2016 Economic Outlook
According to consensus economic sources, the U.S. economy is expected to grow in 2016 despite concerns regarding U.S. exports and China’s economic slowdown that is expected to continue through 2016. Compared to last year, most major U.S. economic indicators predict slightly better performance for businesses in 2016.
2016 Economic Indicators and what this means for OEMs
GDP: Respectable growth is forecast between 2-3% this year. The primary reason for expected GDP growth in 2016 is strong consumer spending. The housing market is also expected to strengthen and will contribute to the growth. For U.S. goods manufacturers, this is somewhat positive news, however competing abroad will remain difficult due to the strong value of the U.S. dollar and the recent devaluing of the Chinese Yuan.
Unemployment: Predictions for this economic indicator are expected to remain the same as year-end 2015 at around 5%. Not much fluctuation from this percentage is expected this year. This indicator promotes economic growth as more individuals are earning wages, but having a lower pool of job candidates to select from could mean an increase in wage competition among manufacturers and service providers.
Interest Rates: The Federal Reserve raised short-term interest rates a quarter of a point from .25% to .5% in December. This was the first rate hike since 2006. The cost to borrow is higher which could discourage capital investments, but the low rate may not make a difference as indicated by the Federal Reserve’s confidence in approving the increase. A second rate increase is expected later this year.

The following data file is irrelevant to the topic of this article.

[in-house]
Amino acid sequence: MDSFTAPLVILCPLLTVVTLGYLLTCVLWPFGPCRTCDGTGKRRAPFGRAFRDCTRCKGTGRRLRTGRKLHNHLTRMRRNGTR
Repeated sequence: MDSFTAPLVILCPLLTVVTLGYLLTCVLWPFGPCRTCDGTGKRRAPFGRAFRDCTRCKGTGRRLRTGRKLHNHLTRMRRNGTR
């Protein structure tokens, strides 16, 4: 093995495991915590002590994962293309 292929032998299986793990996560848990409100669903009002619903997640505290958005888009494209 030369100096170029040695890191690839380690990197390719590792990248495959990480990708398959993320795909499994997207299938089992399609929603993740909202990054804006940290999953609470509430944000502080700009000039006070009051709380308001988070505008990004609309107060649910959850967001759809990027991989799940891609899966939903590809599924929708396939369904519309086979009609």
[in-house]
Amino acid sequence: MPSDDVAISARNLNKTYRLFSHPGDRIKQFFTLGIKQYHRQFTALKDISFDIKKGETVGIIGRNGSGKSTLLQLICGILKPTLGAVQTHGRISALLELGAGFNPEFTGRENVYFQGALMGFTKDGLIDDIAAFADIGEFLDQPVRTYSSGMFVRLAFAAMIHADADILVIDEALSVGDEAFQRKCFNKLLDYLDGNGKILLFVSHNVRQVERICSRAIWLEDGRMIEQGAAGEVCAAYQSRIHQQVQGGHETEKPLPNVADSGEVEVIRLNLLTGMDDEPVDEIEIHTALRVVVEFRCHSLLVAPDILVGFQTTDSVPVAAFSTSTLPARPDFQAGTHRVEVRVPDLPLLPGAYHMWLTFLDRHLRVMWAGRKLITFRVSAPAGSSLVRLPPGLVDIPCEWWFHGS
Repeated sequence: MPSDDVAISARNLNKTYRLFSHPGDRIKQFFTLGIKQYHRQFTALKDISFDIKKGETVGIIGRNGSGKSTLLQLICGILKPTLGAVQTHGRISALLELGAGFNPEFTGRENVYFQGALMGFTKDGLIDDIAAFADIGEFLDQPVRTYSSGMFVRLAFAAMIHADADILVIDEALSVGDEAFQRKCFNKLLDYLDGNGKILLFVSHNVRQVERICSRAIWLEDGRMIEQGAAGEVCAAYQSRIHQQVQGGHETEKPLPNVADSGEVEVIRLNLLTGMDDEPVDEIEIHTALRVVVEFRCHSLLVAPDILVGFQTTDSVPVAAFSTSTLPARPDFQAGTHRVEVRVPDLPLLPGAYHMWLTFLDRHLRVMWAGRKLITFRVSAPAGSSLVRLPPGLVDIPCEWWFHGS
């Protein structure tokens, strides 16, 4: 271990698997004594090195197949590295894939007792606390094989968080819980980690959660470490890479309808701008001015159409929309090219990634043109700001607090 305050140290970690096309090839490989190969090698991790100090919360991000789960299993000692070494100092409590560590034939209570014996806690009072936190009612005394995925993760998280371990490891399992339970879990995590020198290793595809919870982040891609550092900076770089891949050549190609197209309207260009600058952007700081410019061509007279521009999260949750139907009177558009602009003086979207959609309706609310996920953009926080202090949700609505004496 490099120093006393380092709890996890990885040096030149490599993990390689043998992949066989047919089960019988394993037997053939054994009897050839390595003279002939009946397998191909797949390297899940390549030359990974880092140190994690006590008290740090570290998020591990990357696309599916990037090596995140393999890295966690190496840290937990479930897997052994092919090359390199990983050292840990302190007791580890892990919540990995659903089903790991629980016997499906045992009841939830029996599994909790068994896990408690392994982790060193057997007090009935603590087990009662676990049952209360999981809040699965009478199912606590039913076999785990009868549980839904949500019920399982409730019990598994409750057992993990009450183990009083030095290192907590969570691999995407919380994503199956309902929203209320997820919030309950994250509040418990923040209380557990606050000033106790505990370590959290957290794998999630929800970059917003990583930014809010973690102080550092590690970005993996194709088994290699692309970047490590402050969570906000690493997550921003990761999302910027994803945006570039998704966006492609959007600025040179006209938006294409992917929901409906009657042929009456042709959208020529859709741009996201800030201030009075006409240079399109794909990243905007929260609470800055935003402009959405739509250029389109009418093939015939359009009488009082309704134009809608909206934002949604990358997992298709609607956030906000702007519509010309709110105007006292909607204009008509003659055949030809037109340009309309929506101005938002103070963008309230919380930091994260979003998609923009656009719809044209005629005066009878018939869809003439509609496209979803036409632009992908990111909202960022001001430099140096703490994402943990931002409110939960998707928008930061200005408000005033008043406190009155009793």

Inflation: This indicator is predicted to remain low throughout 2016 at around 2.4%. There is no indication that significant fluctuation in this percentage will occur this year. This is positive news to manufacturers as the cost to purchase new equipment will not be significantly higher than last year.
Business Spending: Major investment in new equipment by businesses will likely remain flat with 2015 as little gain is predicted. Spending cut trends from buyers appears to be over, but businesses will likely continue to delay new purchases throughout this year.
Energy: Fuel prices are expected to continue falling for the first half of 2016 with slight increases occurring in the latter half of the year. Long-term energy prices are expected to gradually increase and normalize towards year end. Low energy prices are positive news for consumer goods industries as more discretionary income will be available.
Housing: More gains are expected to occur in the housing market throughout 2016 despite rising interest rates. Builders remain confident that new home sales will remain steady this year.
Retail Sales: Consumer spending is expected to remain strong in 2016. Wage growth and the marked decrease in gasoline prices have significantly revived consumer spending. Retail sales are expected to grow faster than the GDP growth rate throughout this year.
Trade Deficit: This indicator will continue to rise in 2016. An increase in the shortfall on trade is predicted mainly as a result of the strong U.S. dollar. Imported goods will continue to be strong, but the outlook for U.S. exports is less promising. As the growth for China and other emerging market countries continues to slow, purchases for U.S. goods will continue its decline.
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